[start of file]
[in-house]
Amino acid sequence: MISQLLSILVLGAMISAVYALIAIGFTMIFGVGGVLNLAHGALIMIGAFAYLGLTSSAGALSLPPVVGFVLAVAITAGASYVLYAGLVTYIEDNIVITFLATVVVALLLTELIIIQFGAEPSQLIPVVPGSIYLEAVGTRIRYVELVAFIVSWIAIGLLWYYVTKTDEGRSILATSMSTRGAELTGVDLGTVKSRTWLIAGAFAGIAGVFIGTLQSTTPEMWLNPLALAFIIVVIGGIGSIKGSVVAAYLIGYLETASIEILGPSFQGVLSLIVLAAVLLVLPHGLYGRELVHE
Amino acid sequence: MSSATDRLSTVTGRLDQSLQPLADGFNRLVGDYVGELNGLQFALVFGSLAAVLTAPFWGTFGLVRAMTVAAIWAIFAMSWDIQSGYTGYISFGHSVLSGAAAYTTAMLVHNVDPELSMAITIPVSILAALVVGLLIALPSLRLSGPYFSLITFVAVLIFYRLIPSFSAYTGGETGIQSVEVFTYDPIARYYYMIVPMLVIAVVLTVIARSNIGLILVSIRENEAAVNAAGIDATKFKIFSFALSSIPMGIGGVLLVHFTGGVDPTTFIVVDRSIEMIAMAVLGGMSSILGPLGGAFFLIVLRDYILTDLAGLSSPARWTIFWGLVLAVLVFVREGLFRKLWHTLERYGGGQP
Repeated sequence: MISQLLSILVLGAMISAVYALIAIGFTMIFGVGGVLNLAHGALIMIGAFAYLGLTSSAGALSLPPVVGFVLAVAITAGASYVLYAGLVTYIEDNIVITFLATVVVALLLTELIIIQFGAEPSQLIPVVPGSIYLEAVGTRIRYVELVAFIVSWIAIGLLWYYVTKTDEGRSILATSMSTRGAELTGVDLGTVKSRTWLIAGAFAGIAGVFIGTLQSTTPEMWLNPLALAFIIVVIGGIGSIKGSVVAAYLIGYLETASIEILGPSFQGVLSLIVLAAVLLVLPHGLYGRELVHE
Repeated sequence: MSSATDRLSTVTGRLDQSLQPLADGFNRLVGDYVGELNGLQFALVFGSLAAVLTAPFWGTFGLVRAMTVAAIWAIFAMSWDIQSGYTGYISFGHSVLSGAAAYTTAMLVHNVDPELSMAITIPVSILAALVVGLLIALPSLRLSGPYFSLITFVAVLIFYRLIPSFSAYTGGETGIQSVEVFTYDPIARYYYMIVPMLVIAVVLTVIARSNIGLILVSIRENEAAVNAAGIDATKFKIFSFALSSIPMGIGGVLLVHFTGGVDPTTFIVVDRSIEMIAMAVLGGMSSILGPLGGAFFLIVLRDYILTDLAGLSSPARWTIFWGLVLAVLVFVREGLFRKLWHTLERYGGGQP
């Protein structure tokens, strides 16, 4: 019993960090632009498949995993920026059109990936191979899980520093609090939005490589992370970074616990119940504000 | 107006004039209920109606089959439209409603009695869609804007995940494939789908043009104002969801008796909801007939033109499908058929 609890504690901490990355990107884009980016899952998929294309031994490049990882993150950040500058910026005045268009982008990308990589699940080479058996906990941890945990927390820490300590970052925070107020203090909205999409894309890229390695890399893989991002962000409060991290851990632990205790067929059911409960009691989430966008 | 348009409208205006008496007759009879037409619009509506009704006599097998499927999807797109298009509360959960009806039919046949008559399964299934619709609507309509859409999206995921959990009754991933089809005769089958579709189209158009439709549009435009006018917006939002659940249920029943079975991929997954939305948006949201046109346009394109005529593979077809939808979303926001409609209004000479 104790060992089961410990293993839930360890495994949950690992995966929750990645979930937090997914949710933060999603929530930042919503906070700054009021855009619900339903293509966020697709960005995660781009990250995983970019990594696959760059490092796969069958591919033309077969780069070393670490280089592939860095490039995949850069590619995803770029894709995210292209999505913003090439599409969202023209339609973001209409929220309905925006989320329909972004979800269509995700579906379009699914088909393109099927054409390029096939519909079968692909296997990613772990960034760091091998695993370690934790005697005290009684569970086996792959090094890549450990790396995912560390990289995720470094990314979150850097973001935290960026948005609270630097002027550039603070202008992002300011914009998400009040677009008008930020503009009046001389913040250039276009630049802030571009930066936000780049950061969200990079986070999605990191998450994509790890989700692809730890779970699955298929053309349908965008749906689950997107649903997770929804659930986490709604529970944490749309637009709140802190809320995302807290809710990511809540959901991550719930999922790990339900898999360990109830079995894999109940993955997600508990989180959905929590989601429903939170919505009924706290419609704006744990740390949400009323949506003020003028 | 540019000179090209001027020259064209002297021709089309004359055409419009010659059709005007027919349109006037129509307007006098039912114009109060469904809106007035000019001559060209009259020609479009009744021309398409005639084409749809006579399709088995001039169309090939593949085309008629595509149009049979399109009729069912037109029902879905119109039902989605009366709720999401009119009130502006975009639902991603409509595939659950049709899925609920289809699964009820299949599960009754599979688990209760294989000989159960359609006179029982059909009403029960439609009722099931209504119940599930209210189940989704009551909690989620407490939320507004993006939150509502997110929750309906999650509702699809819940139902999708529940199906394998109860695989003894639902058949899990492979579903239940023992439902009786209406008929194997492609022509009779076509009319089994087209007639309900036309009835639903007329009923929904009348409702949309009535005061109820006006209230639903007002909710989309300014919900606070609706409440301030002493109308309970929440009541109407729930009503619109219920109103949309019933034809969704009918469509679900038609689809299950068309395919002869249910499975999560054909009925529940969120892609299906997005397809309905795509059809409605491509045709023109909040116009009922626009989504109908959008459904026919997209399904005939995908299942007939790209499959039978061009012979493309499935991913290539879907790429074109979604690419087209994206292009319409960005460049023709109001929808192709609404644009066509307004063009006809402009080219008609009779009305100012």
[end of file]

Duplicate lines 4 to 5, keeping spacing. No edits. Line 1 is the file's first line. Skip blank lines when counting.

Repeated sequence: MISQLLSILVLGAMISAVYALIAIGFTMIFGVGGVLNLAHGALIMIGAFAYLGLTSSAGALSLPPVVGFVLAVAITAGASYVLYAGLVTYIEDNIVITFLATVVVALLLTELIIIQFGAEPSQLIPVVPGSIYLEAVGTRIRYVELVAFIVSWIAIGLLWYYVTKTDEGRSILATSMSTRGAELTGVDLGTVKSRTWLIAGAFAGIAGVFIGTLQSTTPEMWLNPLALAFIIVVIGGIGSIKGSVVAAYLIGYLETASIEILGPSFQGVLSLIVLAAVLLVLPHGLYGRELVHE
Repeated sequence: MSSATDRLSTVTGRLDQSLQPLADGFNRLVGDYVGELNGLQFALVFGSLAAVLTAPFWGTFGLVRAMTVAAIWAIFAMSWDIQSGYTGYISFGHSVLSGAAAYTTAMLVHNVDPELSMAITIPVSILAALVVGLLIALPSLRLSGPYFSLITFVAVLIFYRLIPSFSAYTGGETGIQSVEVFTYDPIARYYYMIVPMLVIAVVLTVIARSNIGLILVSIRENEAAVNAAGIDATKFKIFSFALSSIPMGIGGVLLVHFTGGVDPTTFIVVDRSIEMIAMAVLGGMSSILGPLGGAFFLIVLRDYILTDLAGLSSPARWTIFWGLVLAVLVFVREGLFRKLWHTLERYGGGQP